30 November 2008

Thank you!


At around 11 o'clock this morning, visitor number 10,000 stumbled onto this blog. Thank you!

Here's a great kitchen



Last Wednesday's San Francisco Chronicle Living section profiled the renovation of sculptor Angelio Batle's work/ live space in Potrero Hill. If you're not familiar with San Francisco, Potrero Hill is a mixed development neighborhood that rises above the port on the east side of town. Though it's by now loaded with infill, new construction "loft" condominiums, Potrero Hill has its share of actual lofts and repurposed industrial buildings.

One such light industrial building is now the home of Angelio Batle and his family. San Francisco real estate is absurdly expensive and what was so interesting to me about the Chron story is that Batle's renovation was pretty heavily budget-driven. I have no idea how much money this family invested in their property, but they worked with an architect who understood how to stretch a dollar. In looking over the photos of the finished project, only a practiced eye could tell that there were corners cut and expenses shaved all over the place.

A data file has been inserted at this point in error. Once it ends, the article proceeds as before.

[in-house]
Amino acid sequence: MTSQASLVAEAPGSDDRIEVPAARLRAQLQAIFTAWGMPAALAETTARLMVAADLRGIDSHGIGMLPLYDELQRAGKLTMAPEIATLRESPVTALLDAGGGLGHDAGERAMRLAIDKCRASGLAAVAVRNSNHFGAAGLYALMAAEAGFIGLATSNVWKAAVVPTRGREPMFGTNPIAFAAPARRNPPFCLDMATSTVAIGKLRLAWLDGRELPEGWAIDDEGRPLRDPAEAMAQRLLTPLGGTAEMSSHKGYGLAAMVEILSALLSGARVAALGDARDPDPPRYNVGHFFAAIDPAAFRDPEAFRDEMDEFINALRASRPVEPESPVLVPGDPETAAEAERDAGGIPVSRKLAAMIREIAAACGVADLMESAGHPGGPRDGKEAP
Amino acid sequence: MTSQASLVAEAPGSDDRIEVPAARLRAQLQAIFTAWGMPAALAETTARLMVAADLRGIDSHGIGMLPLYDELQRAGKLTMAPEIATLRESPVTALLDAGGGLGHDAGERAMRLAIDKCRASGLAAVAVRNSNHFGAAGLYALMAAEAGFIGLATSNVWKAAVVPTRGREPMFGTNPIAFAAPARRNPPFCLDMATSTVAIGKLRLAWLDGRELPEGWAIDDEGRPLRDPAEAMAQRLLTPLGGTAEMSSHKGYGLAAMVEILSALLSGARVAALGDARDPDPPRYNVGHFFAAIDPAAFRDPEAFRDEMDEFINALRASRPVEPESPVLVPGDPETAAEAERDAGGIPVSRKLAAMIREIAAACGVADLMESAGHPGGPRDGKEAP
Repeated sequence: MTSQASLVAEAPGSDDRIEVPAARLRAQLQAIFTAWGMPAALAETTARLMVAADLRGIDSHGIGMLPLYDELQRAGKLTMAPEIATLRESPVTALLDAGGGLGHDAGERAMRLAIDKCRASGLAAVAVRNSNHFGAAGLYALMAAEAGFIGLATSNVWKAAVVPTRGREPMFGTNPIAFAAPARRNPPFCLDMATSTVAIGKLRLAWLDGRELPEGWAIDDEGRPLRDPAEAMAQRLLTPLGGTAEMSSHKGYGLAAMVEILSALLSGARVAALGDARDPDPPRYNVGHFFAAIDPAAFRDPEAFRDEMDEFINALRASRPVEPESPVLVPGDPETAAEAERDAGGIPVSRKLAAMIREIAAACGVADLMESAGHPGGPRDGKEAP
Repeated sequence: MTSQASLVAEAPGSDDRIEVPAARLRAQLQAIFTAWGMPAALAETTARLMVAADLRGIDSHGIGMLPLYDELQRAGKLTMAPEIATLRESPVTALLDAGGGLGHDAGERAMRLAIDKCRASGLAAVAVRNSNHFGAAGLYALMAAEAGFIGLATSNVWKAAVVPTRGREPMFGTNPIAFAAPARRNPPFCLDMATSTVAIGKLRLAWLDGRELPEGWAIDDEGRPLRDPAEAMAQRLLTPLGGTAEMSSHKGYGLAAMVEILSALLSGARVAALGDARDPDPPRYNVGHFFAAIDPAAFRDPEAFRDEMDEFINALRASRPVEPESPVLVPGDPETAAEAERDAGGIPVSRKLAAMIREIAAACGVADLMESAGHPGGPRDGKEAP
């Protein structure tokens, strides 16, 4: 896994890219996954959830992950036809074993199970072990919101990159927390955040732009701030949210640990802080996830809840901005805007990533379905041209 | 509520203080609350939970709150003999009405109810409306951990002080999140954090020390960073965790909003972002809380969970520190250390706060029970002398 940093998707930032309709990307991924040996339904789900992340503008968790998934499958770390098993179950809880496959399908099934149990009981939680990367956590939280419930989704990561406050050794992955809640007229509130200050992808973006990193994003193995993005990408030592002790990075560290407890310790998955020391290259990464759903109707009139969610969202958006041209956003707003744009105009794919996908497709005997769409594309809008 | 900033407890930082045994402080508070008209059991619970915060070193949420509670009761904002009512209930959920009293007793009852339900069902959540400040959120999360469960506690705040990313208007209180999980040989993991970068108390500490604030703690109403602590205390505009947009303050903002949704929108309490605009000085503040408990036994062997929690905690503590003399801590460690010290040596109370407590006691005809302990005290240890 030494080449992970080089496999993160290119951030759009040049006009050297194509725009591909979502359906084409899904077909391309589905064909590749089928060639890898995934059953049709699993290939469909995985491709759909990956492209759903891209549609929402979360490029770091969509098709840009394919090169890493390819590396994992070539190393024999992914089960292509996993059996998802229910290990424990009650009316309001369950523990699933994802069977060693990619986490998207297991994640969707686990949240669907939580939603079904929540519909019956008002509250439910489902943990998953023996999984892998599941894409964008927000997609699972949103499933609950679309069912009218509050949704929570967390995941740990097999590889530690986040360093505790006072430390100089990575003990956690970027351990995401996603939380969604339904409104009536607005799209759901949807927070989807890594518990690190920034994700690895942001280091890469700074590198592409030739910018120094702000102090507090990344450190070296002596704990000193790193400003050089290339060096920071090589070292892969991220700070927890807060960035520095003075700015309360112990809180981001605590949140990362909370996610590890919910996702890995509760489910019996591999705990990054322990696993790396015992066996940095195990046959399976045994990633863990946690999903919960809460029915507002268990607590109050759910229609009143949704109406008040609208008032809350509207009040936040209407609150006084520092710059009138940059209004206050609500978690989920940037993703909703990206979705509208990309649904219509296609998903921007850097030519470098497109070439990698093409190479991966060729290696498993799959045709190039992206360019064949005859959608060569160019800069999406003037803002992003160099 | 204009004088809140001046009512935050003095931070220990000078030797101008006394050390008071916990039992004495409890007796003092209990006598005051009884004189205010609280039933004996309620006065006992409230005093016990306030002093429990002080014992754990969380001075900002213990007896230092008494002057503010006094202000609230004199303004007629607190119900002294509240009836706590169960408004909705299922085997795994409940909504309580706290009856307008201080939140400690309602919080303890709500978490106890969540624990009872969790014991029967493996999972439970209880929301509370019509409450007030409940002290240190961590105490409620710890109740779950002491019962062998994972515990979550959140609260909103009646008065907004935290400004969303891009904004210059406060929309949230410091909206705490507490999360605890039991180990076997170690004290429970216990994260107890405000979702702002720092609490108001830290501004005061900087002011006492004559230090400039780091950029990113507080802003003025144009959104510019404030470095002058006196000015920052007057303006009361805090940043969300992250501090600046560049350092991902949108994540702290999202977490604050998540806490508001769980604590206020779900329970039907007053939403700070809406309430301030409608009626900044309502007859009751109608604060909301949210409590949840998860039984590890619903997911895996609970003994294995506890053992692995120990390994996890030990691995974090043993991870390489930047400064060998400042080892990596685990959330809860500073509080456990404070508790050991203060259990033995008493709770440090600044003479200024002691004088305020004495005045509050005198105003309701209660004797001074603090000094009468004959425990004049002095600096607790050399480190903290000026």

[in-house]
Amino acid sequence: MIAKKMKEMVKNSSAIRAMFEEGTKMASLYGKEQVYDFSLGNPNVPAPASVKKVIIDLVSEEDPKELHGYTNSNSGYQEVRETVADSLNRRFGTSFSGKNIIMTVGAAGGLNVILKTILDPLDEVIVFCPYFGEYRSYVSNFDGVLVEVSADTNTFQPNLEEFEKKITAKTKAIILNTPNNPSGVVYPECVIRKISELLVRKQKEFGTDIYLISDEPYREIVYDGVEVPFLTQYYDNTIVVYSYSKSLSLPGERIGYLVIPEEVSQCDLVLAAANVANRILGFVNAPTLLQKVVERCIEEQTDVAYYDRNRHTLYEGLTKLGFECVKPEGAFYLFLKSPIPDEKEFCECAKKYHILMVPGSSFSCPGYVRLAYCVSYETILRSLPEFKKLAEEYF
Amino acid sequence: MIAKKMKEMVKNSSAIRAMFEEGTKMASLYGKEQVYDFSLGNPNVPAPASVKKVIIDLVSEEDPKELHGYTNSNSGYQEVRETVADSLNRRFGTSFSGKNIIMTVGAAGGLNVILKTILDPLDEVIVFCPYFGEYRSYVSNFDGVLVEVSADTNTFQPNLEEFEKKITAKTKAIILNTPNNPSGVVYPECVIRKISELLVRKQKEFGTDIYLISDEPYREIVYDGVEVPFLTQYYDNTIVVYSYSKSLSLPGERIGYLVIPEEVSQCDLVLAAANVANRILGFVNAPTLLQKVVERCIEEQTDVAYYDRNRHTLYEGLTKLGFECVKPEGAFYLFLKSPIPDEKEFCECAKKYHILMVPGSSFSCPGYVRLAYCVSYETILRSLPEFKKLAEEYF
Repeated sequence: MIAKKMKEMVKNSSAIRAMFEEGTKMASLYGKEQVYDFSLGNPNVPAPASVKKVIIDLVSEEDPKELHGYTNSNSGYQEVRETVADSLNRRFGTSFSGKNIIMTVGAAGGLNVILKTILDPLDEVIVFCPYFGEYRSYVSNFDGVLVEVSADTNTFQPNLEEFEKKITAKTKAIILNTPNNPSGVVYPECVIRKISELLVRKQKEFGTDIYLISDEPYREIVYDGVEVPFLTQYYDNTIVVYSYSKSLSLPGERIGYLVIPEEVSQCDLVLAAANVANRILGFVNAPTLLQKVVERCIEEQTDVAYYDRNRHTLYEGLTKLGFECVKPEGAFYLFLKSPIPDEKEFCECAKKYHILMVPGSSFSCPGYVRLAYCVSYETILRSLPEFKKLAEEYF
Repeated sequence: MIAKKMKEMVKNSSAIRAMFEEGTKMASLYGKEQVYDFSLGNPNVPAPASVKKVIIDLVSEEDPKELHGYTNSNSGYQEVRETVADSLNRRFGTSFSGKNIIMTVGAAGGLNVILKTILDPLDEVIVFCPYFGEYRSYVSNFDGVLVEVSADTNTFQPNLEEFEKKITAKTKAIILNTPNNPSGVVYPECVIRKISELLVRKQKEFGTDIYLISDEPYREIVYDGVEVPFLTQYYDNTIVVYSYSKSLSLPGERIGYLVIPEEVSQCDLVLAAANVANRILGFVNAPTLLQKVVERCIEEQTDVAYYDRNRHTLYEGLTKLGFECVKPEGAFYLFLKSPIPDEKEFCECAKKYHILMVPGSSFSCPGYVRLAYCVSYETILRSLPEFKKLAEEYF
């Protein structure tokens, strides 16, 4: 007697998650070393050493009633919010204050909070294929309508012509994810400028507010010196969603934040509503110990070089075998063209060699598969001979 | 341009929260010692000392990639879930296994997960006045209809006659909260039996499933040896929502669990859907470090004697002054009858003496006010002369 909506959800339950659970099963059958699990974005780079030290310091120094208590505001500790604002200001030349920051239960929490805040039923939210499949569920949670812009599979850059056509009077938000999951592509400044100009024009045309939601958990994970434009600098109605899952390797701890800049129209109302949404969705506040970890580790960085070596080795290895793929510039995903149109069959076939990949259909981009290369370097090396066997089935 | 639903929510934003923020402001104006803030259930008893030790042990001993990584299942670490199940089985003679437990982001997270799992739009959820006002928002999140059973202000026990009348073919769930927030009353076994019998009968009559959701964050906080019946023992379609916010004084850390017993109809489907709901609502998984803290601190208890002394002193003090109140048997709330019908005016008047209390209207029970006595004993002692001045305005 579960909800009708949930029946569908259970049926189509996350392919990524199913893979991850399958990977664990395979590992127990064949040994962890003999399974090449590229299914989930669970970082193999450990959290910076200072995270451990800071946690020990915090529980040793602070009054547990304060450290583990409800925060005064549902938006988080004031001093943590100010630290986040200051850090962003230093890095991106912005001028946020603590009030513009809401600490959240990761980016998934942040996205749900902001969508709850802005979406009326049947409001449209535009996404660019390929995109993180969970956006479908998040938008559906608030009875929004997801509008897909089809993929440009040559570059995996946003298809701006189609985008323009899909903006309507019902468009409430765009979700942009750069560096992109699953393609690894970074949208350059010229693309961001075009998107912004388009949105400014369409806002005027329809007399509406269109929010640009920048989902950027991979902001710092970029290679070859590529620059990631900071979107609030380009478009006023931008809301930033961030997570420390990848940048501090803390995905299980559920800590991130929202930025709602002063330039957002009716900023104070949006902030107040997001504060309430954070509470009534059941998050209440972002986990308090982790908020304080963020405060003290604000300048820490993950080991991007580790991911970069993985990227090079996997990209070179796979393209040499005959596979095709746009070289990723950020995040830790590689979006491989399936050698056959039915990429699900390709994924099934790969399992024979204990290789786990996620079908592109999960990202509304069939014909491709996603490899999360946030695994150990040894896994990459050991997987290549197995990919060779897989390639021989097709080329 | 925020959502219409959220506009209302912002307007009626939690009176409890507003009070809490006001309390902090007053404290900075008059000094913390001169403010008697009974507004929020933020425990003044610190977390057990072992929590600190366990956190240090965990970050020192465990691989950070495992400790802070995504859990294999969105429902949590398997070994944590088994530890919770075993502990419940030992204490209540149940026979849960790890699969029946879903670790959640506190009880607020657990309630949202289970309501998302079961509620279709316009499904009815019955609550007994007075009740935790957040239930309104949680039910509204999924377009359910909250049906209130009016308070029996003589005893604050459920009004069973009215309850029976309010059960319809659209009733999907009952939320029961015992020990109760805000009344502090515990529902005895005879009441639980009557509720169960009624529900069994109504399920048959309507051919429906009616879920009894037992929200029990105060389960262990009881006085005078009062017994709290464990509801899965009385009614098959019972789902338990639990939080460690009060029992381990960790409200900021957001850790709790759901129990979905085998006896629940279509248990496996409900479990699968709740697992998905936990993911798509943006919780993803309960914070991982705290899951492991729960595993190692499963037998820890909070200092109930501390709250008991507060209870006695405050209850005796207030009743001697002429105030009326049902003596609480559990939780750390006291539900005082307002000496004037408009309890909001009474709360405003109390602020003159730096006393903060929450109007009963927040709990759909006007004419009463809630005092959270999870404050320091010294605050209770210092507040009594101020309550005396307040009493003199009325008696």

As is always the case with these things, I have a tendency to pay extra attention to the kitchen for obvious reasons. And whoever designed this kitchen deserves an award. I have a feeling that it was the work of the architect because the cabinetry is from Ikea. I cannot imagine a kitchen designer using anything from Ikea, least of all their cabinetry. But whatever, a pretty picture is a pretty picture and a good design is a good design.

Here's the panoramic view of this kitchen.

Now where it gets interesting is in the left corner. What looks like a stack of mismatched furniture is exactly that. The pieces were fitted together, painted a uniform color and then surrounded by new cabinetry.


Here's a close-up of how these disparate parts fit together.